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Fazakerley Hospital


The north Liverpool suburb which borders Croxteth, Aintree and Kirkby, parts of Fazakerley lie in neighbouring Knowsley. A base for a Royal Ordnance Factories plant manufacturing weapons during World War II Fazakerley is now the home of Fazakerley Hospital, also known as Aintree University Hospital.


Liverpool c 1930s Postcard - Fazakerley


Harebeck House
Harbreck House was in Bluebell Woods off Higher Lane, Fazakerley, the Estate was bought by Liverpool Council in 1898 and this later became the site Aintree Hospital. The house was used as an administration block and staff quarters for the Annexe until the 1950's.  










Doctors Houses at the Hospital
The City Hospital Fazakerley was one of the hospitals built around Liverpool to cope with the ever growing need for the care of the poor, who had traditionally been sent to workhouses, and the control of diseases. Dr William Henry Duncan who practised in Rodney Street, but had taken on extra duties in the Liverpool Dispensary in Vauxhall Road,  warned that fever would continue while living accommodation was dirty and lacking fresh air. Dr Duncan was appointed as the first Medical Officer of Health in England, and as a result of his intervention, in 1849 the General Board of Health ordered the removal of persons from rooms where diseases appeared. Temporary hospitals were set up often too late; some of the sick were taken to the Workhouse spreading the diseases further amongst a susceptible population.


The kitchen block on this hospital from the late 19th century ©NMR B Skingle


Over the coming years and various epidemics it became apparent, although unpopular, that isolation of patients was as important as the need for social change. Fifty years later, the City Hospital Fazakerley was one of the hospitals built around Liverpool to cope with the ever growing need for the care of the sick.



Fazakerley Hospital was used by the military during the First World War for the treatment of soldiers injured during fighting on the front. Some other Merseyside hospitals were used as satellite military hospitals to Fazakerley during this period. Troops at the hospital were visited by Queen Mary who visited Fazakerley Hospital to meet wounded and hospitalized soldiers receiving treatment for their injuries.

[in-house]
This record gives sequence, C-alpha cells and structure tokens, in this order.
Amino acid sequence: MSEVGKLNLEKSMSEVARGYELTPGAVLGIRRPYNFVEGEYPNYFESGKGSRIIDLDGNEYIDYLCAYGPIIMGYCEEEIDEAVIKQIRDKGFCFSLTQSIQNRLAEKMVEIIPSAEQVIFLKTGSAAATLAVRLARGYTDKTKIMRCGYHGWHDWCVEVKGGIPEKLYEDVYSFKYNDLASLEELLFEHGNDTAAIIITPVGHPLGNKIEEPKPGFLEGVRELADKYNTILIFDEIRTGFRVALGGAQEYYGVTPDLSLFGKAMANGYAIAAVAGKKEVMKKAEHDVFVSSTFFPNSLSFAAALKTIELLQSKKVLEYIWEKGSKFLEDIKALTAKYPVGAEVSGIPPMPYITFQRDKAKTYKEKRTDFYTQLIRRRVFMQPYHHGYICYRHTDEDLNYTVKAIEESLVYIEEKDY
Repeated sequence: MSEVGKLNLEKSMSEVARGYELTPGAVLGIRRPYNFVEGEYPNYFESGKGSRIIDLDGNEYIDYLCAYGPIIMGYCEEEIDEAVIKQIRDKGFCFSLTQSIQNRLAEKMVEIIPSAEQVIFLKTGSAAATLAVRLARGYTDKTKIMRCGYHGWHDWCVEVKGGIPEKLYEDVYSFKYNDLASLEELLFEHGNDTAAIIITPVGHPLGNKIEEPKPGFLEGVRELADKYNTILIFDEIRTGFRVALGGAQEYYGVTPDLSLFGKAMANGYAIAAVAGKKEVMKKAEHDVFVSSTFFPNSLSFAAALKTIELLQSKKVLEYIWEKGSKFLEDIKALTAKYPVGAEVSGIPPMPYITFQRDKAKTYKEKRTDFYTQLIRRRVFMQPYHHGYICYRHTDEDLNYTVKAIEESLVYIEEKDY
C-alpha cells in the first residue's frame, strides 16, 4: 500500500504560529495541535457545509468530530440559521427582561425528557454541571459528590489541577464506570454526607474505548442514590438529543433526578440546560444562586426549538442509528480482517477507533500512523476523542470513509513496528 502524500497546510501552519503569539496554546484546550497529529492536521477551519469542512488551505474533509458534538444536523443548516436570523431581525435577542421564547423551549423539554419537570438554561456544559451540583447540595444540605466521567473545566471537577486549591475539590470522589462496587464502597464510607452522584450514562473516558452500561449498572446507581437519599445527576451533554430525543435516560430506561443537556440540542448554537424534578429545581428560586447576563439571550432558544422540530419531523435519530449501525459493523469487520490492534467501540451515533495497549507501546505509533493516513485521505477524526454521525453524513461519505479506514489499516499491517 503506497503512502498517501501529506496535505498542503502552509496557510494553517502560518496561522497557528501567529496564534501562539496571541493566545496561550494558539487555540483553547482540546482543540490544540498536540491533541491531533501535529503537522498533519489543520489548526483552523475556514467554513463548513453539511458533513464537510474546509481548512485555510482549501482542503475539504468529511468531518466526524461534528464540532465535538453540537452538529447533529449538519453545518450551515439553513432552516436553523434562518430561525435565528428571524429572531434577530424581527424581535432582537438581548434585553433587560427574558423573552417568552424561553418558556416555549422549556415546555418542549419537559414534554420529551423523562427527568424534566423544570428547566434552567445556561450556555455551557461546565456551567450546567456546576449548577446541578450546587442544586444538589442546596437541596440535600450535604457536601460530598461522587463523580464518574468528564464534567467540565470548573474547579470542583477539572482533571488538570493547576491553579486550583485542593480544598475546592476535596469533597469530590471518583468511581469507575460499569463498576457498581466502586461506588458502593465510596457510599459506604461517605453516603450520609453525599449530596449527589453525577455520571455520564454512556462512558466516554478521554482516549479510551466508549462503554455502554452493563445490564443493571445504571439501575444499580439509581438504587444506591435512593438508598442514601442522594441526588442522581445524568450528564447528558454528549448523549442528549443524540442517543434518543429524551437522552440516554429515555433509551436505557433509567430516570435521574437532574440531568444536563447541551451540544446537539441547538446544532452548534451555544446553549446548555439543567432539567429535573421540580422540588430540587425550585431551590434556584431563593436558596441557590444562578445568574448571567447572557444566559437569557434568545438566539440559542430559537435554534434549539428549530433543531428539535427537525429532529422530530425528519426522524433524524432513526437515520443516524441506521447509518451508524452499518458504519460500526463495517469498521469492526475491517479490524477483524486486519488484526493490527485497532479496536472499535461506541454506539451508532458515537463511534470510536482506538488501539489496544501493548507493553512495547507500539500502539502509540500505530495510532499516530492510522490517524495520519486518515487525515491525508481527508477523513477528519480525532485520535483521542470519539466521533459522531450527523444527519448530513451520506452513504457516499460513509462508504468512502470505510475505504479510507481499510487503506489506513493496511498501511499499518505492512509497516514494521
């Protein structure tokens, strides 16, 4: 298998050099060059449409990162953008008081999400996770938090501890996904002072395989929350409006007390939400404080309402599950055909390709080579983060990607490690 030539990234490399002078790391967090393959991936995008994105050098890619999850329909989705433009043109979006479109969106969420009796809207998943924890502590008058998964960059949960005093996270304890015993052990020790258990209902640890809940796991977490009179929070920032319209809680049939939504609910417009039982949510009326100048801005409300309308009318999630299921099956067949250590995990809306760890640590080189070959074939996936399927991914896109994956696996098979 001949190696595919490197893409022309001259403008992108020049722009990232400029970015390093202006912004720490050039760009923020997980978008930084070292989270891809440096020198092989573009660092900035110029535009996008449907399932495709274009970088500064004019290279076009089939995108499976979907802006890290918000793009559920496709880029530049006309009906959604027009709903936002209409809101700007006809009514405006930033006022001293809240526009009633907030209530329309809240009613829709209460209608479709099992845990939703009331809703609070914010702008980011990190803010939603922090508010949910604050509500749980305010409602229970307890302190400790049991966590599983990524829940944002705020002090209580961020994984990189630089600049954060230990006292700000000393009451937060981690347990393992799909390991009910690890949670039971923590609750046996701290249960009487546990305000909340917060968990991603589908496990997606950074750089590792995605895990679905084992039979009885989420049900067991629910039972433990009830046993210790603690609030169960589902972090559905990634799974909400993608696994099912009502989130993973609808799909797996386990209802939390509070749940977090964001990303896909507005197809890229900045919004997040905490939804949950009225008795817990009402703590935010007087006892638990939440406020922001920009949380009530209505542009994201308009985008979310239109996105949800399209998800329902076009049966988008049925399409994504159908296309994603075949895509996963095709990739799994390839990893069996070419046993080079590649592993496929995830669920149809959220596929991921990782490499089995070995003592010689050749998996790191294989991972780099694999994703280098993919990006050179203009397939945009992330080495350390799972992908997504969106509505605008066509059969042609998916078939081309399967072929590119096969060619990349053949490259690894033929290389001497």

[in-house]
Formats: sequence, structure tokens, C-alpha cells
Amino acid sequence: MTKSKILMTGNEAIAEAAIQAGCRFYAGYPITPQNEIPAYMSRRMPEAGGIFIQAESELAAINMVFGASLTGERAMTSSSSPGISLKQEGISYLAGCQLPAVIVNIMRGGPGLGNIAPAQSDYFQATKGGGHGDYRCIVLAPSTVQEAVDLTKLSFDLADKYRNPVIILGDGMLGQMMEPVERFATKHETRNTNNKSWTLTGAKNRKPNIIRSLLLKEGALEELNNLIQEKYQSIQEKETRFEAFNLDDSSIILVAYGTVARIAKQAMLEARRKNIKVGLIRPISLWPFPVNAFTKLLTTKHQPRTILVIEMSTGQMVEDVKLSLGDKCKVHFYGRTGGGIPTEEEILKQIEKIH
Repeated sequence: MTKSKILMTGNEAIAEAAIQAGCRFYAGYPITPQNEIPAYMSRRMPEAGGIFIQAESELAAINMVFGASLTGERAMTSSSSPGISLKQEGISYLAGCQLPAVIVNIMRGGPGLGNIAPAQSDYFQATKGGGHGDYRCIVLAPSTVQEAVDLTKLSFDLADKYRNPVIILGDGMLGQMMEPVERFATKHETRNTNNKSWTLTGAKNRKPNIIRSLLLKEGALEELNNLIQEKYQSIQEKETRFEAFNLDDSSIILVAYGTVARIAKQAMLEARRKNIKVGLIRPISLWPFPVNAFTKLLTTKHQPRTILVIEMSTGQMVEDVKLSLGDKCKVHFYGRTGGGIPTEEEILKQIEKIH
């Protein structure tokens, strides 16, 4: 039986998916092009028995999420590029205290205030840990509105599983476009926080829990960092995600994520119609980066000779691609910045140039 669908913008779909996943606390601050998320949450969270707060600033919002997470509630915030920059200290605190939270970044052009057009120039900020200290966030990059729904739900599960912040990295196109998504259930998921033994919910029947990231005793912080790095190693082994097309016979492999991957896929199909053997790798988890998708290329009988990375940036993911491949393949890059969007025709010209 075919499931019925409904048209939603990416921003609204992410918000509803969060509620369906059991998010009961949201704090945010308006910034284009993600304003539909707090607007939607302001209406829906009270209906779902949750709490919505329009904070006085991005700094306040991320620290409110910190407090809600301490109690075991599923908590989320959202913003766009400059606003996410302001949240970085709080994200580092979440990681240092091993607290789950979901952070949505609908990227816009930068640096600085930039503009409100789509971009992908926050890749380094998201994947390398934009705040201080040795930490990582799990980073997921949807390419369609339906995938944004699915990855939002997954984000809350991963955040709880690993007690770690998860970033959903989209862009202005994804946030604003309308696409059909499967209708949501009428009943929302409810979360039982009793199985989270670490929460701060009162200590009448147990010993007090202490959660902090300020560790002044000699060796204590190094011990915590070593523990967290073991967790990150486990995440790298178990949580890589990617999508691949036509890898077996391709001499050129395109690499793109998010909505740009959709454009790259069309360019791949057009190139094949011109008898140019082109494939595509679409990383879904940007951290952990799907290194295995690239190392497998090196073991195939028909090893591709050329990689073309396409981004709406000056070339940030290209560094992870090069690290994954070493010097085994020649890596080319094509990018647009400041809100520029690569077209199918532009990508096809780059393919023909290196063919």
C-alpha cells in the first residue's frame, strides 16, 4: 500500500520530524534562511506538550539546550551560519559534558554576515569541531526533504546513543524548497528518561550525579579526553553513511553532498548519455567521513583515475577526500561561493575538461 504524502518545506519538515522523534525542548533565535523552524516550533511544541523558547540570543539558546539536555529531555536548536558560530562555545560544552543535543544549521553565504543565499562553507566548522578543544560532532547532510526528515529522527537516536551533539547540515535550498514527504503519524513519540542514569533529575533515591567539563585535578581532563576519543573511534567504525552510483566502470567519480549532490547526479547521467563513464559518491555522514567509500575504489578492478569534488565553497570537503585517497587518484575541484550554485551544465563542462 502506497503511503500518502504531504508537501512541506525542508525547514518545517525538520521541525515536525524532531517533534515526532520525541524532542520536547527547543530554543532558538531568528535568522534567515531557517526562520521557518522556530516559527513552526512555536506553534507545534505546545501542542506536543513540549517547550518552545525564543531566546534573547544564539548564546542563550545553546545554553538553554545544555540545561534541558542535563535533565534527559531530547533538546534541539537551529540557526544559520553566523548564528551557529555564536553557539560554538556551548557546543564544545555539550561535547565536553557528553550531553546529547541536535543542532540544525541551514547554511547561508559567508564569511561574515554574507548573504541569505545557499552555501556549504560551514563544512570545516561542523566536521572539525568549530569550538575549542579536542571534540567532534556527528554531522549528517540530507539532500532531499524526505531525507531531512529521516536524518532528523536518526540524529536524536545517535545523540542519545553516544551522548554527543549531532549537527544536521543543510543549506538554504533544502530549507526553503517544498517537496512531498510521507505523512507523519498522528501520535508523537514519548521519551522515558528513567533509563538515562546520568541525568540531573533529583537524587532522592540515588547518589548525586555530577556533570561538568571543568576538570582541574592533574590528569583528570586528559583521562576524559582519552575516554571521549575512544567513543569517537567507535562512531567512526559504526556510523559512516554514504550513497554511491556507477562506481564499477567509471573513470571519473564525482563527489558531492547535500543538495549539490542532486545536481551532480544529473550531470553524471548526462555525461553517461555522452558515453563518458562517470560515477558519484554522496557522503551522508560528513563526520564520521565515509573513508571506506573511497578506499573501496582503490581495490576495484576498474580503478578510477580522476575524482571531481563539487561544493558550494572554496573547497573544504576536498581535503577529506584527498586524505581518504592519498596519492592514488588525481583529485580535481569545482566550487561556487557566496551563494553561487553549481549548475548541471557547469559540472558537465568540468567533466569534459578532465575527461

Noel Cavasse VC and Bar

The hospital has honoured World War One hero Captain Noel Chavasse by naming a ward after him. Liverpool’s specialist brain hospital The Walton Centre has named a new 29 bed ward, which is part of a wider multi-million pound hospital expansion, after the courageous Army doctor and opened it on Tuesday, February 26 2013 with a full military fanfare. The ward was officially opened by Major General Ewan Carmichael, Director General of the Army Medical Services.











Timeline of events

1898: Liverpool Corporation buys land from Harbreck family.

1901: Annexe of temporary buildings opens.

1906: Permanent building – City Hospital North, Fazakerley, for Infectious Diseases           – opens.

1913: 1st Western Military Hospital opens.

1916: Queen Mary visits Fazakerley.

1920: Opening of Fazakerley Sanatorium for Tuberculosis.

1939-50: During World War II, patients evacuated from Royal Southern Hospital to the main hospital.

1940: Bomb damage.

1947: Main hospital changes its name to Fazakerley Infectious Hospital.

1948: Hospitals pass from city council to National Health Service.

1950: Fazakerley Sanatorium changes its name to Aintree Tuberculosis Hospital.

1965: Work begins on a large new general district hospital.

1968: Name changes to Fazakerley Hospital.

1969: Maternity unit opens.

1974: Fazakerley District General Hospital main site opens, incorporating Fazakerley and Aintree hospitals buildings.

1996: Walton Centre moves on to site.

1999: Name changes to University Hospital Aintree to reflect close links with Liverpool University.

2006: Becomes Aintree University Hospitals NHS Foundation Trust.



Harbreck House, has a history of its own. Sadly, it has now gone,  what remains however is, Bluebell Woods which shows some evidence of the demolished building, There are also obvious signs of  a previous residential garden, including a large monkey puzzle tree.



Aintree University Hospital is now a large teaching hospital  providing Accident & Emergency services and a wide range of acute and non-acute specialties.


The hospital serves a population of around 330,000 in North Liverpool. South Sefton and Kirkby. As a teaching hospital, provides a range of acute and non-acute specialties, the hospital works in partnership with other organisations to provide community-based  and specialist services with a world-class reputation to a population of 1.5m residents across the North West.






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Robert F Edwards




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